Amy Fry, a San Diego librarian, has a thoughtful little post on ACRLog called “Information Is Power — Even When It’s Wrong.” It’s basically a dissection of the United Airlines stock-value dive that occurred after a reporter from Income Securities Advisors posted erroneous information that he had gotten from a Google search.
For the average librarian, the event provides a series of lessons: that “proper metadata is important” or that “sometimes aggregators are misleading.”
But a big lesson for Ms. Fry: “Google is more powerful than we even realized.”
“If any one of you has been underestimating the role of Google in the information food chain, STOP,” she writes. “As more and more information is accessed through and archived by private companies …, librarians must take on greater responsibilities as watchdogs for the public interest. Even if our roles are changing, our mission must not.”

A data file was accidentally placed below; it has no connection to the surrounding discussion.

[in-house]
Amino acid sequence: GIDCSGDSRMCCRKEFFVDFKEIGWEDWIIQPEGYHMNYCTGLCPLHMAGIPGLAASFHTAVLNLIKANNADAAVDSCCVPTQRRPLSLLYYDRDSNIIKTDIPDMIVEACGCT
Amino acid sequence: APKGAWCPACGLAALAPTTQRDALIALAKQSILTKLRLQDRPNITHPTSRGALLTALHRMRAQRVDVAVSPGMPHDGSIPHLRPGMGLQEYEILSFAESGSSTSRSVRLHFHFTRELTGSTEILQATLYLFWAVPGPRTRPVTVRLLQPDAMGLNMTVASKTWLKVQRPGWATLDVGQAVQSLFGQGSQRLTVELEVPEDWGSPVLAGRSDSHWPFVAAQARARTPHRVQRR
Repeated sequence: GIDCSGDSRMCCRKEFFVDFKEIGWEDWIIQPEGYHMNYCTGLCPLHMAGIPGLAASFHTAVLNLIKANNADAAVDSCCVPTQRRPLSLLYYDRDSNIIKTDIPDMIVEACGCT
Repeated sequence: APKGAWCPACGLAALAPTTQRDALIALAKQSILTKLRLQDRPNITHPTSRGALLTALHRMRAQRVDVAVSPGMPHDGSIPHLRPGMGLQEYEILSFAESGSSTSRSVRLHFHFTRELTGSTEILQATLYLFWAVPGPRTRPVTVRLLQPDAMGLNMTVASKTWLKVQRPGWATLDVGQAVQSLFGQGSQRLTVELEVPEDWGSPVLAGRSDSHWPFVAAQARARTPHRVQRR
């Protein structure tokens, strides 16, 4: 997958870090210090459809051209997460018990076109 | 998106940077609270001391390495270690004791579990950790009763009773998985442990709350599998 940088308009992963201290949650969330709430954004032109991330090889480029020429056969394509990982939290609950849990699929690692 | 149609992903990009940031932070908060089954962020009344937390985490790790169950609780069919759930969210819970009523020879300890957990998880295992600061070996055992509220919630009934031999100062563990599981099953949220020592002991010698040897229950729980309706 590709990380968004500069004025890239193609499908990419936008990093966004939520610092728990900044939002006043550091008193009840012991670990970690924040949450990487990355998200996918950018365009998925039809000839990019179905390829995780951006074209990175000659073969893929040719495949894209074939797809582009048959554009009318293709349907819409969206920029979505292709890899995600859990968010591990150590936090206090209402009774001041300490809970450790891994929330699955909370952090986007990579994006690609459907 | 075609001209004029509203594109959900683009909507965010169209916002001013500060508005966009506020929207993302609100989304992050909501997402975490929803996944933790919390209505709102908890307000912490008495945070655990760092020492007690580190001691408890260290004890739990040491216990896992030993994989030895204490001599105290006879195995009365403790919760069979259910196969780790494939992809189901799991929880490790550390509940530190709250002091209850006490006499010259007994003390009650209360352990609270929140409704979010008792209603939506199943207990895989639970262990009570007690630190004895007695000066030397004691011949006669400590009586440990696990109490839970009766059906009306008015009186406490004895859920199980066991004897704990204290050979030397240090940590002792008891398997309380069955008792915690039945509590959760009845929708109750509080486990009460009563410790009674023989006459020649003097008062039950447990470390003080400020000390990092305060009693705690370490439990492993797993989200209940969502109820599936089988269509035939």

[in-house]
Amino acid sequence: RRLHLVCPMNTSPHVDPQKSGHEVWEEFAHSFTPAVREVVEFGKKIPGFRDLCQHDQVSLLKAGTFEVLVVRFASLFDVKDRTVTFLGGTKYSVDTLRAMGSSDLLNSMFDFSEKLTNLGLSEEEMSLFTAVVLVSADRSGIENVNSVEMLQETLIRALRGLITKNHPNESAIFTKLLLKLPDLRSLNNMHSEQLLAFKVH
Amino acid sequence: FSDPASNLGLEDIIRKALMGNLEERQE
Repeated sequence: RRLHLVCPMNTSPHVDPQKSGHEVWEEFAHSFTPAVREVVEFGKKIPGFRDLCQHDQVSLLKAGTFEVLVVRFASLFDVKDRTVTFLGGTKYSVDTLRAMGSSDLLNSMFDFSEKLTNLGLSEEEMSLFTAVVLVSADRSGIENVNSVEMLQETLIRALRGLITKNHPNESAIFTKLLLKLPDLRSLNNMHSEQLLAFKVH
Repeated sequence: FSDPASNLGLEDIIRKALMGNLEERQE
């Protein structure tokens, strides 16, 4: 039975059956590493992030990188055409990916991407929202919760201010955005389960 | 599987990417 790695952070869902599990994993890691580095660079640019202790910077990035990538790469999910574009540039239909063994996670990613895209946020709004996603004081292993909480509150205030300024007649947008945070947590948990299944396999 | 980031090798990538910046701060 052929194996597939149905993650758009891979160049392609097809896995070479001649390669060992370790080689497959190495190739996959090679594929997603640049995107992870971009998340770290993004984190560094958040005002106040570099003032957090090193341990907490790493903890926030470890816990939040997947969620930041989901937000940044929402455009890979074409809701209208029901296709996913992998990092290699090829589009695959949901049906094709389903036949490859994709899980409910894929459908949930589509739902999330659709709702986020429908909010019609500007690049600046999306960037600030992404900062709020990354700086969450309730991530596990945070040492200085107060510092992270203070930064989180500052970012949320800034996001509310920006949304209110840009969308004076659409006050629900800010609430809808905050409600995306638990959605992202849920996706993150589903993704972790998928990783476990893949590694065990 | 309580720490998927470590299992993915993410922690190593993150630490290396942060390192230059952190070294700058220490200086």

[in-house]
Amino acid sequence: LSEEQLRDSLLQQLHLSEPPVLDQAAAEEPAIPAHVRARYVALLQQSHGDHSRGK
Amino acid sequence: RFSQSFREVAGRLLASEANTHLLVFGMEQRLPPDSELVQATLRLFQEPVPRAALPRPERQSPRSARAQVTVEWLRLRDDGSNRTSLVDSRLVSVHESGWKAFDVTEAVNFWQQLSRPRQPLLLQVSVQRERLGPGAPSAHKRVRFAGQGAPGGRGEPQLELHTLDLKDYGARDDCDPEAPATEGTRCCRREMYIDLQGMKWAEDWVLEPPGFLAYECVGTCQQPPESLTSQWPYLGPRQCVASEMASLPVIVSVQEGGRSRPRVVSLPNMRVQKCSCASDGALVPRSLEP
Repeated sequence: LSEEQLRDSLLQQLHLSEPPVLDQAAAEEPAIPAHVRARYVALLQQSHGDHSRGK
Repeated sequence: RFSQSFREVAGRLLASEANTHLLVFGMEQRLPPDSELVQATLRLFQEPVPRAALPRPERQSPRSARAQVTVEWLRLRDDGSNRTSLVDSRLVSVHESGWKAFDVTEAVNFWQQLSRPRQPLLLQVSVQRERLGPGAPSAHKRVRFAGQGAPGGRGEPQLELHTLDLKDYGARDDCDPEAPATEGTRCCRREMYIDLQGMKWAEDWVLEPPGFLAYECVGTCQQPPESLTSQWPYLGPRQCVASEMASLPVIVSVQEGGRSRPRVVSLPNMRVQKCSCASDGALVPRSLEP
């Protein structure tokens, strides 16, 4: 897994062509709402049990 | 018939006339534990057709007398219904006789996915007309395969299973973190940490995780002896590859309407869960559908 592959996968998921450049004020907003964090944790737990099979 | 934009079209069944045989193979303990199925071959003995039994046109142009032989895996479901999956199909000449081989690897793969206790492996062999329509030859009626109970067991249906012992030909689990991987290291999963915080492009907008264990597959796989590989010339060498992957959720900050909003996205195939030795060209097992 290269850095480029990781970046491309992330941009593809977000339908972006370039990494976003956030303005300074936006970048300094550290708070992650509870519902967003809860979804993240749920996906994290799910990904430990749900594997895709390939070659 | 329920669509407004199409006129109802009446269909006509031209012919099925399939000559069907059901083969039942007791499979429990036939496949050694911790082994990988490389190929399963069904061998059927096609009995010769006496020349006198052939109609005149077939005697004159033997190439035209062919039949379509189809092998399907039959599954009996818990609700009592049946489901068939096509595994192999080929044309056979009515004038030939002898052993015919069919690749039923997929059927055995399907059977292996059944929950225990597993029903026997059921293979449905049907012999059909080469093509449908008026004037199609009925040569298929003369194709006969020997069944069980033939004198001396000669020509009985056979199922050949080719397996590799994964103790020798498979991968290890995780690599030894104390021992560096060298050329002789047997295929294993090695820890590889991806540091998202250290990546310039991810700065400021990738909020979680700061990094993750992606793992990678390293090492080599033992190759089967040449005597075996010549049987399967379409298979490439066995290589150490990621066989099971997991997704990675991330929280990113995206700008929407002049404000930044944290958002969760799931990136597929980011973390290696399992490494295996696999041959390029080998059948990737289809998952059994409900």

Now, could the headline of her item be applied to the current presidential race? People have already remarked on the power of the Internet in the current race — but to what end? —Scott Carlson